AMD Radeon R9 285 Review: Tonga and GCN Update 3.0

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Gigabyte R9 285 WindForce OC

Another board partner graphics card will serve as the basis for our power consumption and temperature measurements going forward. The Gigabyte R9 285 WindForce OC comes overclocked to 973 MHz from the factory.

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Gigabyte R9 285 Windforce OC
Dimensions250 mm (L) x 120 mm (H) x 38 mm (D)
Weight609 g
Form FactorDual Slot
PCIe2x 6-Pin
Connectors1x DVI-I (Dual Link, + analog)1x DVI-D (Dual Link)1x HDMI1x DisplayPort

The relatively light graphics card uses the new WindForce cooler with only two fans, which have a larger diameter of 96 mm and fan openings with a diameter of 103 mm.

The cooler and board also represent an interesting new design. The voltage converters are now located near the back of the card, as opposed to the area close to the PCIe power connectors. The aluminum cooler has three parts and uses two 8 mm heat pipes that run through its center to transport waste heat to the two side sections.

We see that the power converters have their own separate aluminum cooler and aren’t connected to the bottom of the main cooler. The airflow is supposed to go through the fins of the main cooler and reach all the way down to the other cooler. We’ll see later if, and how well, this might work.

The top of the Gigabyte R9 285 WindForce OC is dominated by the two 6-pin PCIe power connectors, which have been turned to face toward the board. This perspective also provides a good overview of the cooler’s design.

The end of the graphics card affords a good view of one of the two large heat pipes made of composite material. The orientation of the cooler’s fins shows the direction of the airflow from the board to the top of the card.

The connectors are standard fare. Details can be found in the table above.

  • m32
    I wanted to see the GPU die and OCing results. :(
  • JeanLuc
    The idle power consumption numbers are odd, the previous generation cards use less then at idle didn't they? Not that 15 watts is going to break anyone's bank account but its strange nether the less.

    Good to see AMD have tackled the noise and temperature issues that have plagued it's previous 28nm cards as well but it's a bit late in the day given that 20nm shouldn't be to far off now.
  • chaospower
    TL;DR Pay more to get the same performance in a more power efficient form.
  • gear999
    Really nice article guys. I'm impressed by how the 285 actually was able to keep up with the 280. And I'm shocked by the fact that The $250 Nvidia card loses to a $170 AMD card. Thank god I bought a GTX 770 :P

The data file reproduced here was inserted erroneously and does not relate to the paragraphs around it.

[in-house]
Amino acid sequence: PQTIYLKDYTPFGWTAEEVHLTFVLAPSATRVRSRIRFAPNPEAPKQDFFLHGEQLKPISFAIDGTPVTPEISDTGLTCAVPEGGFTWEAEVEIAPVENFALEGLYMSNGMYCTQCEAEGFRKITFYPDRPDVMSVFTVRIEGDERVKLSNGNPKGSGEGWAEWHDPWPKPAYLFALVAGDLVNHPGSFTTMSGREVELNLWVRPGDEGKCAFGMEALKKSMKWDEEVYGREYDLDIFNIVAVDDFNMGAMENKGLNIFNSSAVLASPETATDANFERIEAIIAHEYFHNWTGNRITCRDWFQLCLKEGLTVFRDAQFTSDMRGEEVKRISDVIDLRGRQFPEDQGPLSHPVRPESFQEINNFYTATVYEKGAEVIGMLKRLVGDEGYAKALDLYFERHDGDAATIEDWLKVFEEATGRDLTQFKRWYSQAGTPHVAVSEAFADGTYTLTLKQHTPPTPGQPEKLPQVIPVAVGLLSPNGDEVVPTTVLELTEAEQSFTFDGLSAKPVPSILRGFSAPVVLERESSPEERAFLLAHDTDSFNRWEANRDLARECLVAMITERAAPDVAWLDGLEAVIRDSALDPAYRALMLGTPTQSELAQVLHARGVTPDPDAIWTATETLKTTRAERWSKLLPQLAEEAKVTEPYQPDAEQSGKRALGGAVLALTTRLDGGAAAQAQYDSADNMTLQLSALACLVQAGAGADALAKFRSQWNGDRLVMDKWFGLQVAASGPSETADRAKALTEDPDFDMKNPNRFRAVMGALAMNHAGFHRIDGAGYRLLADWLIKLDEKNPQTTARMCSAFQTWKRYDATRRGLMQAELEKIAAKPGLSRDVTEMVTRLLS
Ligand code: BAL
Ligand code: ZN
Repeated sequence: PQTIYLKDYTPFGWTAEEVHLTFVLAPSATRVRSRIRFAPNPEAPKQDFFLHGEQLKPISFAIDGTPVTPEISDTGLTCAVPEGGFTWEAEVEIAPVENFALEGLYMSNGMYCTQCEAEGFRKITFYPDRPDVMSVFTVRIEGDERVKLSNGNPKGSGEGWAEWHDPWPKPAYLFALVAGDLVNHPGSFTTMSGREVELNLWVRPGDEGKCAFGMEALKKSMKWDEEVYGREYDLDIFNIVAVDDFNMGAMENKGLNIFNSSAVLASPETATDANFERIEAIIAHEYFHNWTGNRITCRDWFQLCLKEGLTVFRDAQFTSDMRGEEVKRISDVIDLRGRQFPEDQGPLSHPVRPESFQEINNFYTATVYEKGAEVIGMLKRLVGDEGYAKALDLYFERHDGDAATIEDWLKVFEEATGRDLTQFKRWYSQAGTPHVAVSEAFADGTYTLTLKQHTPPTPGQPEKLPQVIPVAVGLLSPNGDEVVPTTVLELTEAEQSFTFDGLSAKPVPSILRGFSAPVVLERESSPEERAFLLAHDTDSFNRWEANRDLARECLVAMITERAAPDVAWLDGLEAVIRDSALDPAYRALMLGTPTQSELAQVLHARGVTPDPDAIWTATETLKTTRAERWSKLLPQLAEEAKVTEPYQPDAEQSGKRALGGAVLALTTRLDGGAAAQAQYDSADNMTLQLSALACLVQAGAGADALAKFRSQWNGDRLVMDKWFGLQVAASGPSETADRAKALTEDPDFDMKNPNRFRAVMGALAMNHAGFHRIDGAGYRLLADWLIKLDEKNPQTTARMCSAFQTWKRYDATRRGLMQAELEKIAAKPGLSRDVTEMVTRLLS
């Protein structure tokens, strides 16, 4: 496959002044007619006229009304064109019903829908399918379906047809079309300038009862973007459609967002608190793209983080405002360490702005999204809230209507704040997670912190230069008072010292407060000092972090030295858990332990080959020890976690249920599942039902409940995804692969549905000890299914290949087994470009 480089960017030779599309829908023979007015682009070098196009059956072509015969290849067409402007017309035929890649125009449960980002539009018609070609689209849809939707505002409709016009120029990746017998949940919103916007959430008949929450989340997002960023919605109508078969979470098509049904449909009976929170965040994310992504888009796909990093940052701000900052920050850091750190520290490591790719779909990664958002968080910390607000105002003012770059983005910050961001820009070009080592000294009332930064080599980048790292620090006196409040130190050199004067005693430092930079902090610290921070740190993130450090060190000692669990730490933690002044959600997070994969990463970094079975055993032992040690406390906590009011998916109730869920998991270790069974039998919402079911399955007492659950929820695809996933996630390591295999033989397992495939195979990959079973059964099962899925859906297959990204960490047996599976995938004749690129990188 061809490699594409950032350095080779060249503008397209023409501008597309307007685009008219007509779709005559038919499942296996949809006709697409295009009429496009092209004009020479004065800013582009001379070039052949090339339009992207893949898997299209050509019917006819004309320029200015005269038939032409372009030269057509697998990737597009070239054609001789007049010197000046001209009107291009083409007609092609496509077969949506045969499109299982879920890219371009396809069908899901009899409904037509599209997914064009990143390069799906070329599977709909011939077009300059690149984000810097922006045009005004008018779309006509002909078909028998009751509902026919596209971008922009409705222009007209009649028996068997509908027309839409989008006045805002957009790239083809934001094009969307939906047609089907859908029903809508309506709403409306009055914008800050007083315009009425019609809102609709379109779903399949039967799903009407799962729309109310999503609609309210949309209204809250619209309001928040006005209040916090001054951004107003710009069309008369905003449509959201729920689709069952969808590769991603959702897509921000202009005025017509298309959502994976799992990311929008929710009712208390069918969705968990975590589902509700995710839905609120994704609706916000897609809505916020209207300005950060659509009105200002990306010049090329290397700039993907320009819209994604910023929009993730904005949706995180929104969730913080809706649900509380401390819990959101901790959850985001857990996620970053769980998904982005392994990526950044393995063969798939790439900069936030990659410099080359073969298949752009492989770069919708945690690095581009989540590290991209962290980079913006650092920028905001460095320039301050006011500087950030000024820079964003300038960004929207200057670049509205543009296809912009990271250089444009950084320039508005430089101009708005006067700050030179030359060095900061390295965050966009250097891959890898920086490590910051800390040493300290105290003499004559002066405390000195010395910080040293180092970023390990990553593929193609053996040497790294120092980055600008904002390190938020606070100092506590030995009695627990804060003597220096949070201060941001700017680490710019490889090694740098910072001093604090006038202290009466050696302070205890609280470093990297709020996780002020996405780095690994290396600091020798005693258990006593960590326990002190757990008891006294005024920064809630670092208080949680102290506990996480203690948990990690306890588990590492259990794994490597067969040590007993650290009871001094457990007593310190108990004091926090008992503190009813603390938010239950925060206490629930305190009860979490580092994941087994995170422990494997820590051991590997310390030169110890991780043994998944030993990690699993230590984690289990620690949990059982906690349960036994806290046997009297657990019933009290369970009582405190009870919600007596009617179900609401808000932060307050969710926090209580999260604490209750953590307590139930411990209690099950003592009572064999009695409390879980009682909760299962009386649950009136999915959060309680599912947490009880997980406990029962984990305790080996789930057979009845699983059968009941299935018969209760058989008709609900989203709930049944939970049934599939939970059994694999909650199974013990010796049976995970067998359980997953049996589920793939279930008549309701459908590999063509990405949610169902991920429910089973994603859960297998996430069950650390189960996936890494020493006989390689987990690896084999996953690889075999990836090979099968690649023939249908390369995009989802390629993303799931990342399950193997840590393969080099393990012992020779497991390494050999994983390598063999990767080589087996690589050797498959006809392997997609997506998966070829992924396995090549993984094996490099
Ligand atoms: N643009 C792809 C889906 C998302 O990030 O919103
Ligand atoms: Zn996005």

Also, on the last page, you guys wrote R7 270X instead of R9, and in the chart it says "Relative to Radeon HD 7950 Boost". Oh, and in the Pros section, it says the 285 has R9 260 like performance?

    Thanks for the proofread, fixing it now! :)
  • Mike Stewart
    wow ! at 250$ it actually is a better card even than 280X !! and it was meant for 760....but as it shows here even a 270X is a WAY better card than 760....
  • tomfreak
    Had the tonga 285 come with a 6GHz/7Ghz GDDR5 & 4GB VRAM, the result will be a lot different. Whats with AMD putting on a 5500 memory? facepalm.jpg
  • srap
    While this is really a third GCN iteration, showing it as a version number of 3.0 (as in: "Tonga and GCN Update 3.0") makes no sense for me.
  • Amdlova
    some one write this with a .45 acp on the head. I see some error on numbers models etc...
    I prefer get a r9 280 and downclock get same results. I can't see the point of this heat on graphics. maybe drivers. OR THIS IS HAWAII XT! Too much Heat!
  • Amdlova
    I wanted to see the GPU die and OCing results. :(
    I think the guys see if they hit the OC the room Will burn! maybe a problem with drivers.
    Last time i see that Heat 290x tests. lol!
  • Gillerer
    On the first page, it says "Improvements are always welcome but with the memory interface cut in half compared to the Radeon R9 280,...".

    But in fact, the memory interface was cut by a third (384 bit -> 256 bit), not half.

    Good point, fixed! Thx.